Heatmaps and scrollmaps are visual reports that aggregate the number of clicks and views of each element or section of the page. Based on the volume of clicks and impressions, the tool assigns colors to the components of the page. In our tool, the brighter the area, the more popular it is; the darker the area, the less popular it is (Crazyegg: Snapshots). These reports are helpful to analyze what users pay attention to and which content gets missed. We used this tool to see which were the interactive elements people click the most and also how far people scroll down on the page, both on desktop and mobile devices. For this purpose, we added recordings to the tool mix, which are videos of actual interactions with the website. Watching these videos provides insights into user journeys, scrolling patterns, where people spend time on the page and potential usability issues. While this information is critical to identify pain points, there are some limitations in the interpretation of users’ behavior which take us to the next method.

Usability Testing

In the past year, we have established an ongoing practice in our digital production process to conduct usability testing, either face to face or remotely. Usability testing is a method where participants are asked to perform a series of tasks while they “think aloud,” that is that they express their feelings, opinions, and impressions at the same time they are using the interface (Krug, 2010). We recruited for each test between five and ten participants from the museum galleries and via email which, on occasion, can be very time-consuming. To accelerate the process, we regularly make use of a remote user testing tool which returns fast results, although the main drawback is the inability to follow up on users’ actions or comments (Moran & Pernice, 2018; Remote Testing).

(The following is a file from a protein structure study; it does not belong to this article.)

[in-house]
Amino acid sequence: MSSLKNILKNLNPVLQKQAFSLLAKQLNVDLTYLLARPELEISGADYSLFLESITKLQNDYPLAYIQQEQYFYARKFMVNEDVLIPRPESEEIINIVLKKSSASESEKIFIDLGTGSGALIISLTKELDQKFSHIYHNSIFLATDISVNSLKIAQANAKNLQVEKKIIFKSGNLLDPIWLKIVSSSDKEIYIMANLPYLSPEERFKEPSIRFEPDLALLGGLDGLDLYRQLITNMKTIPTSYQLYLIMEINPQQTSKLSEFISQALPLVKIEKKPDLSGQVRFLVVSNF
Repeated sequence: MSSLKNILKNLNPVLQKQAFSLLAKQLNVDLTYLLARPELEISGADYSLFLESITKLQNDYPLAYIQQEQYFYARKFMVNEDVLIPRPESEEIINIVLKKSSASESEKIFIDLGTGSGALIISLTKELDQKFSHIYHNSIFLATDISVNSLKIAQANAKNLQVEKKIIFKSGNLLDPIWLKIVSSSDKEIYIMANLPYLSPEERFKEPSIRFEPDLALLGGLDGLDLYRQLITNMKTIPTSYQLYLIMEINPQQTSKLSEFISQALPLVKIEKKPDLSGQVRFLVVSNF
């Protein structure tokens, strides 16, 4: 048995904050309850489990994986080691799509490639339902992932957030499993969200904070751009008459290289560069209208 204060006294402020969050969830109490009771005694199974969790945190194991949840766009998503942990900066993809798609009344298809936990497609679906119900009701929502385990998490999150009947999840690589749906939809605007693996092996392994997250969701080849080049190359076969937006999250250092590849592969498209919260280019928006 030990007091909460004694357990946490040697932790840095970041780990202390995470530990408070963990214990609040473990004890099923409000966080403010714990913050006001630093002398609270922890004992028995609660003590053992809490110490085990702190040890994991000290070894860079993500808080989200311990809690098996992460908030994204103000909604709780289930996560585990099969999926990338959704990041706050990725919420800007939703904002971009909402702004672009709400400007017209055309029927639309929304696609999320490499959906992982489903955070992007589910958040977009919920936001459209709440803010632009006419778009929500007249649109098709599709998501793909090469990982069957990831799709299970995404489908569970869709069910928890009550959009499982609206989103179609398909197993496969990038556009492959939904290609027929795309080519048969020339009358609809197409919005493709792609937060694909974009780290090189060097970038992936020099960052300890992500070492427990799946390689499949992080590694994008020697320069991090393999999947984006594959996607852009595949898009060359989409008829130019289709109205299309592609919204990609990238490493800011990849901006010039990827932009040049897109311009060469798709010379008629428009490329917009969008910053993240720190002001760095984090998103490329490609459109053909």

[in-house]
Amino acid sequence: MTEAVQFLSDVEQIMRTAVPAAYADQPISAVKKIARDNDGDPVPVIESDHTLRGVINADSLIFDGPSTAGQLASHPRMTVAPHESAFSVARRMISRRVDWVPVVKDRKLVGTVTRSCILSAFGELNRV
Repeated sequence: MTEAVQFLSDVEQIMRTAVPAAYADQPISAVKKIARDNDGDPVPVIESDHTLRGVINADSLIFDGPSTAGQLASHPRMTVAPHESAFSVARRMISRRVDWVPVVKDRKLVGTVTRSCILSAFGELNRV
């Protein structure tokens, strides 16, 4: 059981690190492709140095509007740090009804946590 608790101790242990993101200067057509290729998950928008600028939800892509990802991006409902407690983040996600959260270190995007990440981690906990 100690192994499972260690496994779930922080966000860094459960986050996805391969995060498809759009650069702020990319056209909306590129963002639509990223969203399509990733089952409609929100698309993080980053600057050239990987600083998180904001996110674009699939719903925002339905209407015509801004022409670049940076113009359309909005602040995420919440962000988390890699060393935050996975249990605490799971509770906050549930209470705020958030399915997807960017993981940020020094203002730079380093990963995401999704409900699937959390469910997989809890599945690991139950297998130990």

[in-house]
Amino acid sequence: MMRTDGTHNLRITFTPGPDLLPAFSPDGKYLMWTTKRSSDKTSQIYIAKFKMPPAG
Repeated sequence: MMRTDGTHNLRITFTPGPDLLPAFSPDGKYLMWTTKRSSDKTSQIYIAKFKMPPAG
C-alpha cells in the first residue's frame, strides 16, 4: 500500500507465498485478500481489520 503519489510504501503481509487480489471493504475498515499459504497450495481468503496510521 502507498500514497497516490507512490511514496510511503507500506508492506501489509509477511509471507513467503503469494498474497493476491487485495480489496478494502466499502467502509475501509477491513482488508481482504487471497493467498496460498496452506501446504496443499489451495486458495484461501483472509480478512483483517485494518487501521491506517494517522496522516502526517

For the redesign of the object page, we applied this method in each of the design stages to understand the current experience and test different prototype versions of the new design. We gauged the hierarchy of content on the object page from a user’s perspective and examined the types of actions users are typically performing on the page, along with any obstacles. Tasks ranged from open-ended activity, exploring the page to complete specific actions (such as zooming on the image), finding more information about an artwork, or consuming specific content, among other tasks.

The nature of the content on the object page presented a challenge to test qualitatively. Qualitative testing delivered the most tangible observations when users were asked to perform discrete tasks (e.g., asking users to enlarge the image, to listen to audio, or to find another artwork by the same artist). In these instances, one could observe the user going about the tasks and clearly identify obstacles they encountered (such as the language not being clear or the element in question not being noticeable enough). Similarly, asking users what content they thought a section would include, or where they thought a link might take them, provided us an idea of whether the language and visual signifiers currently on the page were clear enough.